Generation Z are often perceived and managed wrongly by CIOs, and led as if they were Millennials. However, the behavioural traits and beliefs of Gen Zers are closer to those of Baby Boomers and Generation X than Millennials. If heard and understood properly, Gen Zers will help accelerate digital business transformation, even more than Millennials, according to Gartner.
“Although they are called the ‘post-millennial generation’, Gen Zers have little in common with Millennials. CIOs cannot lead them in the same way they lead Millennials,” said Daniel Sanchez Reina, senior research director at Gartner.
Gen Zers don’t need to be trained to “think digital,” and are the best positioned generation to anticipate the needs of constituents and consumers in a digital society. “They are positioned well to judge the potential value of forthcoming digital products and services,” added Sanchez Reina.
Gartner predicts that, through 2025, Gen Zers will be best able to anticipate digital capabilities that will be valued by our digital society. “In their quest for digital talent, CIOs need to master leadership of Gen Z’s culture and people,” said Sanchez Reina. “CIOs need to get to know them and understand their values and relationship patterns in the workplace. They also need to recognize that they need to lead them differently than previous generations to foster a cohesive workplace.”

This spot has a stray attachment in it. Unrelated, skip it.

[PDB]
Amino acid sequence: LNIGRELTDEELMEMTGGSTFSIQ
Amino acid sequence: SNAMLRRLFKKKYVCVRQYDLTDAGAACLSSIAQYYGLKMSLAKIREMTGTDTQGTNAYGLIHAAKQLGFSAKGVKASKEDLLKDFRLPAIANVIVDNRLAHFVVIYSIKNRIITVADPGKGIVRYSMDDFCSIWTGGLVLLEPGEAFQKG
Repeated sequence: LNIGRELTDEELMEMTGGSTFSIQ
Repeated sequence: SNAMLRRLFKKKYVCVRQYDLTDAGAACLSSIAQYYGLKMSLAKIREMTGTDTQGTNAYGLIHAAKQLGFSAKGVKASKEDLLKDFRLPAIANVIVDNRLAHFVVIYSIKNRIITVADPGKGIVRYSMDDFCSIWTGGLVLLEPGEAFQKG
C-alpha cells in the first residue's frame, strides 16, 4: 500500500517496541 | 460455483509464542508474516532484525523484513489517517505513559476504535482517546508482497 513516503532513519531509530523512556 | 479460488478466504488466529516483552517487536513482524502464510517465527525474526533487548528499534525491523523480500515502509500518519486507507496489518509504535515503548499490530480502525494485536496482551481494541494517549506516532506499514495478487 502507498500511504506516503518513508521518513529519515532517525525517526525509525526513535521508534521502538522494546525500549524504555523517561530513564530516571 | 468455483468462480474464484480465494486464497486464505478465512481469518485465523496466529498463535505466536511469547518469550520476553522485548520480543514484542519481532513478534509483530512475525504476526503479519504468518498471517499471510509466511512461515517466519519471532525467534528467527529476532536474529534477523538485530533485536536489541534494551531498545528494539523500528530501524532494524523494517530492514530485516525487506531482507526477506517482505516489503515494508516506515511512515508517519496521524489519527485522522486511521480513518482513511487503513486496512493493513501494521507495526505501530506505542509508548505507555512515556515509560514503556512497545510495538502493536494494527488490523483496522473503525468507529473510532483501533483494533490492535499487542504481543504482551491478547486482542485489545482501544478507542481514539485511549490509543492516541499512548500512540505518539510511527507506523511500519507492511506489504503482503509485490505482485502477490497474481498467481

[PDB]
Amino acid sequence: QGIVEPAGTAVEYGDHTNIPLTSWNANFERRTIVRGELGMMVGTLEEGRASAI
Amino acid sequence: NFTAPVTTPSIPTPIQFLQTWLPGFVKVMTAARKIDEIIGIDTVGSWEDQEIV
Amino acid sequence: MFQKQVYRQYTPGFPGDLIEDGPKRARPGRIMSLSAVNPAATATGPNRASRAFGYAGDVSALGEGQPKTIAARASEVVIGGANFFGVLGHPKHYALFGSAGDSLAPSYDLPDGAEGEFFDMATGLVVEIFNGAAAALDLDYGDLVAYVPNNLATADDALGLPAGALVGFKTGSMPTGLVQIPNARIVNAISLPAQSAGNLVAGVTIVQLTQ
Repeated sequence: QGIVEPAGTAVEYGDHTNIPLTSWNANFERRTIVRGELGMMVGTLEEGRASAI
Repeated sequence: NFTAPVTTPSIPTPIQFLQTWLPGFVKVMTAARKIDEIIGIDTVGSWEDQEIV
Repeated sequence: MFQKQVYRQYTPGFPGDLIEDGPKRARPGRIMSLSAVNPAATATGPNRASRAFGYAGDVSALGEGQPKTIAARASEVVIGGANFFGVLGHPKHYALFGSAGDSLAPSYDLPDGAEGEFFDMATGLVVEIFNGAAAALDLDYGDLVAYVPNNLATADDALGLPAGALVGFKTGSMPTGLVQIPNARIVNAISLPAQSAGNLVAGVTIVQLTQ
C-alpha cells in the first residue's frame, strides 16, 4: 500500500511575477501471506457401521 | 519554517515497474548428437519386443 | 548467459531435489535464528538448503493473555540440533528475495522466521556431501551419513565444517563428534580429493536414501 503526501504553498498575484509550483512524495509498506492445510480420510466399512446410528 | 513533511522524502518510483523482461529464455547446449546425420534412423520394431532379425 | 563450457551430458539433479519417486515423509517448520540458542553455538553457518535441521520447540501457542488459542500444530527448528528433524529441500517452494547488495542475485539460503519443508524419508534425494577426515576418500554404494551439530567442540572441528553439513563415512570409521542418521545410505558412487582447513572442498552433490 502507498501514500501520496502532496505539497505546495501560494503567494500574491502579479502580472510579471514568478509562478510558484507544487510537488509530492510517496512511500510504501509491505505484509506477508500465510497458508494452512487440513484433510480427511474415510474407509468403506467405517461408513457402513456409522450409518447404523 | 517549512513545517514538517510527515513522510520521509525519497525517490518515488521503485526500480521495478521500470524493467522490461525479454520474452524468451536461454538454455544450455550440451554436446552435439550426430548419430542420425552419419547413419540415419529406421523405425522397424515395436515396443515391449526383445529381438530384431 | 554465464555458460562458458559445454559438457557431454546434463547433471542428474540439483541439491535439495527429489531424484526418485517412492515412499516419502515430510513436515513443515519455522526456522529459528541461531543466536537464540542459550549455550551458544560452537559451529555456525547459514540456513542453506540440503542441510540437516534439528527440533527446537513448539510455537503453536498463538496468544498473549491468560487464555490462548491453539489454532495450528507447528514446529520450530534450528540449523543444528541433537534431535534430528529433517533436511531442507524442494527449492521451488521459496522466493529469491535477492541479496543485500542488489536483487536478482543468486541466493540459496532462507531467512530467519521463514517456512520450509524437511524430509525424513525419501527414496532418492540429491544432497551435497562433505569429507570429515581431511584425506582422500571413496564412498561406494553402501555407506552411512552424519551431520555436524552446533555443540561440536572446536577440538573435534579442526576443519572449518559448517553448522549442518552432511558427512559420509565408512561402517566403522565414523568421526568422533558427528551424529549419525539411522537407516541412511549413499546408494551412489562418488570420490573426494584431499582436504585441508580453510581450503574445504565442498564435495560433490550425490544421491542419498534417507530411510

Some C-level executives have already noticed a difference when working with Gen Zers. For example, a CIO of a European bank said that they ask questions openly — they may inquire, for example, what they will learn from their superiors — and are more direct than previous generations. A chief human resources officer (CHRO) of a telecom company said that Gen Zers are a 100 percent technological generation with infinite confidence in their capacity, and that they are autonomous, willing to work hard, assertive and much more demanding.